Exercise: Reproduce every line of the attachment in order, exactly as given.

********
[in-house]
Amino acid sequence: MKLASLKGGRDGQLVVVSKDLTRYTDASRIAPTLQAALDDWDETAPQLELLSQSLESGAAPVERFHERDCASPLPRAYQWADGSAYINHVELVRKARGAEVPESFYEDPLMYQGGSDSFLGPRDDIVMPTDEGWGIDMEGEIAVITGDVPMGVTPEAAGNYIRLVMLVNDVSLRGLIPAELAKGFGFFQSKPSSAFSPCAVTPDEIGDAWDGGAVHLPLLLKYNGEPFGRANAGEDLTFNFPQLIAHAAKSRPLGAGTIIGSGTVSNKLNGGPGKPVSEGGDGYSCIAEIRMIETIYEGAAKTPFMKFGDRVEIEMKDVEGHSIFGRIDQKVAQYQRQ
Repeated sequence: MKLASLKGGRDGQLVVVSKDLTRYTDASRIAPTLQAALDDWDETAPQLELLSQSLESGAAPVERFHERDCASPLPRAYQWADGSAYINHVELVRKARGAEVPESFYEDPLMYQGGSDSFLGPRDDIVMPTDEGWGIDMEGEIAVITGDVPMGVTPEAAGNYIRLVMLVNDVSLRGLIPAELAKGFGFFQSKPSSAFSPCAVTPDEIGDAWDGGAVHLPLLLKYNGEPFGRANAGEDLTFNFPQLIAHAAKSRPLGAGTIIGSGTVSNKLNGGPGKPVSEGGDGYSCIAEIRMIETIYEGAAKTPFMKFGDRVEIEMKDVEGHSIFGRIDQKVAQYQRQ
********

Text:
[in-house]
Amino acid sequence: MKLASLKGGRDGQLVVVSKDLTRYTDASRIAPTLQAALDDWDETAPQLELLSQSLESGAAPVERFHERDCASPLPRAYQWADGSAYINHVELVRKARGAEVPESFYEDPLMYQGGSDSFLGPRDDIVMPTDEGWGIDMEGEIAVITGDVPMGVTPEAAGNYIRLVMLVNDVSLRGLIPAELAKGFGFFQSKPSSAFSPCAVTPDEIGDAWDGGAVHLPLLLKYNGEPFGRANAGEDLTFNFPQLIAHAAKSRPLGAGTIIGSGTVSNKLNGGPGKPVSEGGDGYSCIAEIRMIETIYEGAAKTPFMKFGDRVEIEMKDVEGHSIFGRIDQKVAQYQRQ
Repeated sequence: MKLASLKGGRDGQLVVVSKDLTRYTDASRIAPTLQAALDDWDETAPQLELLSQSLESGAAPVERFHERDCASPLPRAYQWADGSAYINHVELVRKARGAEVPESFYEDPLMYQGGSDSFLGPRDDIVMPTDEGWGIDMEGEIAVITGDVPMGVTPEAAGNYIRLVMLVNDVSLRGLIPAELAKGFGFFQSKPSSAFSPCAVTPDEIGDAWDGGAVHLPLLLKYNGEPFGRANAGEDLTFNFPQLIAHAAKSRPLGAGTIIGSGTVSNKLNGGPGKPVSEGGDGYSCIAEIRMIETIYEGAAKTPFMKFGDRVEIEMKDVEGHSIFGRIDQKVAQYQRQ